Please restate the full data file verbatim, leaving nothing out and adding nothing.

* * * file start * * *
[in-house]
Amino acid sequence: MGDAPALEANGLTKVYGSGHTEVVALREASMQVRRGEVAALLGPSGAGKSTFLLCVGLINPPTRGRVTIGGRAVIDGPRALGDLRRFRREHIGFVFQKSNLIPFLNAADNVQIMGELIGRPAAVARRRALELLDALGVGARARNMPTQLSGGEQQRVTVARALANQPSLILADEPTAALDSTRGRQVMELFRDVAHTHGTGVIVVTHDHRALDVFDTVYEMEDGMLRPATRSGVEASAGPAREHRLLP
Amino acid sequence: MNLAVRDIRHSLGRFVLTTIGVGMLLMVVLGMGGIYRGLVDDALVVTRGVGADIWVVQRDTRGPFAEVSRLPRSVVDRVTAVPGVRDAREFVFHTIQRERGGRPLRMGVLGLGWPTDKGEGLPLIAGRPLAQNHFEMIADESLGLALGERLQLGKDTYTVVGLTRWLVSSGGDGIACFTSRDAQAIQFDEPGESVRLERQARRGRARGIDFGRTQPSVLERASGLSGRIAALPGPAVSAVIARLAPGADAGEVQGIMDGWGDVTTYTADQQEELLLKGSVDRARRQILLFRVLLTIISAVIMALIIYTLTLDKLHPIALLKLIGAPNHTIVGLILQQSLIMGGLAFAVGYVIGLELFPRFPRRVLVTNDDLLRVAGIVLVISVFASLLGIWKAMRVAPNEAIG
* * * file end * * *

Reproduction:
[in-house]
Amino acid sequence: MGDAPALEANGLTKVYGSGHTEVVALREASMQVRRGEVAALLGPSGAGKSTFLLCVGLINPPTRGRVTIGGRAVIDGPRALGDLRRFRREHIGFVFQKSNLIPFLNAADNVQIMGELIGRPAAVARRRALELLDALGVGARARNMPTQLSGGEQQRVTVARALANQPSLILADEPTAALDSTRGRQVMELFRDVAHTHGTGVIVVTHDHRALDVFDTVYEMEDGMLRPATRSGVEASAGPAREHRLLP
Amino acid sequence: MNLAVRDIRHSLGRFVLTTIGVGMLLMVVLGMGGIYRGLVDDALVVTRGVGADIWVVQRDTRGPFAEVSRLPRSVVDRVTAVPGVRDAREFVFHTIQRERGGRPLRMGVLGLGWPTDKGEGLPLIAGRPLAQNHFEMIADESLGLALGERLQLGKDTYTVVGLTRWLVSSGGDGIACFTSRDAQAIQFDEPGESVRLERQARRGRARGIDFGRTQPSVLERASGLSGRIAALPGPAVSAVIARLAPGADAGEVQGIMDGWGDVTTYTADQQEELLLKGSVDRARRQILLFRVLLTIISAVIMALIIYTLTLDKLHPIALLKLIGAPNHTIVGLILQQSLIMGGLAFAVGYVIGLELFPRFPRRVLVTNDDLLRVAGIVLVISVFASLLGIWKAMRVAPNEAIG